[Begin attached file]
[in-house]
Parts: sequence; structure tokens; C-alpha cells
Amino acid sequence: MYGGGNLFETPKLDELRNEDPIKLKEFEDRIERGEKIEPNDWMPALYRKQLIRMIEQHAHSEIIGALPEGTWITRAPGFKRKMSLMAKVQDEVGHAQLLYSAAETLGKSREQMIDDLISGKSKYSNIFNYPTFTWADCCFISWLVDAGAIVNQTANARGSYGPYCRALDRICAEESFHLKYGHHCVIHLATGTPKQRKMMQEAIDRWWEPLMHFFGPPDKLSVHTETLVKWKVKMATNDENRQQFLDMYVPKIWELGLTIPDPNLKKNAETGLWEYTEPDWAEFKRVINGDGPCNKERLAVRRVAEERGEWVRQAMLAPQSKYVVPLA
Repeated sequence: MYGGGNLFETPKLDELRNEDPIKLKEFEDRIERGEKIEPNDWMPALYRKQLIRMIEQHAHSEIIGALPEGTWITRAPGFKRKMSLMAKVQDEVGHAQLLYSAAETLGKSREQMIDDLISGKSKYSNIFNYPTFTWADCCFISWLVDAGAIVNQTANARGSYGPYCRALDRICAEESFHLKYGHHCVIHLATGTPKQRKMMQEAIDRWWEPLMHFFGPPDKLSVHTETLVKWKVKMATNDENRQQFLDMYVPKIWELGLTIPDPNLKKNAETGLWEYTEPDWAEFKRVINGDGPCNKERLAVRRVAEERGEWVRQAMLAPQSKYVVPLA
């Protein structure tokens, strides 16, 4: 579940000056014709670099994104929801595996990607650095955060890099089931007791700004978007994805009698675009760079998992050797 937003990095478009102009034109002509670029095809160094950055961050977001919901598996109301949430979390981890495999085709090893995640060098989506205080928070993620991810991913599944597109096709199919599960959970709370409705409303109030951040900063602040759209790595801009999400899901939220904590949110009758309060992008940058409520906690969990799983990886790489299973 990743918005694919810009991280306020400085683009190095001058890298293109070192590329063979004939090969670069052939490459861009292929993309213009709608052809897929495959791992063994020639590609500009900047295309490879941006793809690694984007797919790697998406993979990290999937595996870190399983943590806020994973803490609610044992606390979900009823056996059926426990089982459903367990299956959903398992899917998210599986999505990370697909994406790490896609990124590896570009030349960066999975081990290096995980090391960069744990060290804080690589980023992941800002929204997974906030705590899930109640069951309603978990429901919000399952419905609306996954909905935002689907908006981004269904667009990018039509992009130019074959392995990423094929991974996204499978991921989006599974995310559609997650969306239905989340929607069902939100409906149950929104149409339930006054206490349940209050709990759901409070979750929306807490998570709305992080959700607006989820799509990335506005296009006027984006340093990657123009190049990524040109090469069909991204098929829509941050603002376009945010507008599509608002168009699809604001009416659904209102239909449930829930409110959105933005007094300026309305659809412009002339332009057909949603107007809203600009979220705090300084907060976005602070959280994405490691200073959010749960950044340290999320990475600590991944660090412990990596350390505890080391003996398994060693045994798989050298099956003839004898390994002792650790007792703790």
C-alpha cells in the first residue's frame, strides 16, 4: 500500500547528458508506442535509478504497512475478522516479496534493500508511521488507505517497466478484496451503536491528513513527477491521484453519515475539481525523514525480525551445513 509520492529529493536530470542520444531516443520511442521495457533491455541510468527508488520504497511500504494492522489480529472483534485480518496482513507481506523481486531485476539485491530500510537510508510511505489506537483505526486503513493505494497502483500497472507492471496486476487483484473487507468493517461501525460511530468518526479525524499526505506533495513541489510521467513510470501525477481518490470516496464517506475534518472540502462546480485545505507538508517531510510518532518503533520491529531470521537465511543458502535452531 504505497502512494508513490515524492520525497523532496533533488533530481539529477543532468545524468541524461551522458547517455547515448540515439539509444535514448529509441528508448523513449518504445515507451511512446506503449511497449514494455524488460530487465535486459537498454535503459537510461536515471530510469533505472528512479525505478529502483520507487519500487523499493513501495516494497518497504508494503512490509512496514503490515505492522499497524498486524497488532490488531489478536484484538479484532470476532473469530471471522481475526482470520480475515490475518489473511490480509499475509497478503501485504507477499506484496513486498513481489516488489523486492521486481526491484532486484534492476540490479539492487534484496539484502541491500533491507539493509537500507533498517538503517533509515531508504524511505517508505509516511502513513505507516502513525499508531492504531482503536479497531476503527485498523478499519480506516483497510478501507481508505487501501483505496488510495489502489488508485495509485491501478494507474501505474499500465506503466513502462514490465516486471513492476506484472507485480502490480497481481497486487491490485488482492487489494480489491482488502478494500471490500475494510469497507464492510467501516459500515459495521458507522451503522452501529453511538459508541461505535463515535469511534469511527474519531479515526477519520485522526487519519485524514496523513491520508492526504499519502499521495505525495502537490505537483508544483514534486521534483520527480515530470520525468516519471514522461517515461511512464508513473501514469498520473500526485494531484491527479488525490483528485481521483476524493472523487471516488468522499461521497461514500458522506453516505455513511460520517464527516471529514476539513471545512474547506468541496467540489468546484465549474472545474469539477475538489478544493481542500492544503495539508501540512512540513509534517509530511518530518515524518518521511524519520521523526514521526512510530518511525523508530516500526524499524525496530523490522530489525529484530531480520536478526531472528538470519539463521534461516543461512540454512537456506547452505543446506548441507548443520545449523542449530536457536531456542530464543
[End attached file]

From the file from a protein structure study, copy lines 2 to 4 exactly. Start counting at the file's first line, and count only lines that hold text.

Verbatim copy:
Parts: sequence; structure tokens; C-alpha cells
Amino acid sequence: MYGGGNLFETPKLDELRNEDPIKLKEFEDRIERGEKIEPNDWMPALYRKQLIRMIEQHAHSEIIGALPEGTWITRAPGFKRKMSLMAKVQDEVGHAQLLYSAAETLGKSREQMIDDLISGKSKYSNIFNYPTFTWADCCFISWLVDAGAIVNQTANARGSYGPYCRALDRICAEESFHLKYGHHCVIHLATGTPKQRKMMQEAIDRWWEPLMHFFGPPDKLSVHTETLVKWKVKMATNDENRQQFLDMYVPKIWELGLTIPDPNLKKNAETGLWEYTEPDWAEFKRVINGDGPCNKERLAVRRVAEERGEWVRQAMLAPQSKYVVPLA
Repeated sequence: MYGGGNLFETPKLDELRNEDPIKLKEFEDRIERGEKIEPNDWMPALYRKQLIRMIEQHAHSEIIGALPEGTWITRAPGFKRKMSLMAKVQDEVGHAQLLYSAAETLGKSREQMIDDLISGKSKYSNIFNYPTFTWADCCFISWLVDAGAIVNQTANARGSYGPYCRALDRICAEESFHLKYGHHCVIHLATGTPKQRKMMQEAIDRWWEPLMHFFGPPDKLSVHTETLVKWKVKMATNDENRQQFLDMYVPKIWELGLTIPDPNLKKNAETGLWEYTEPDWAEFKRVINGDGPCNKERLAVRRVAEERGEWVRQAMLAPQSKYVVPLA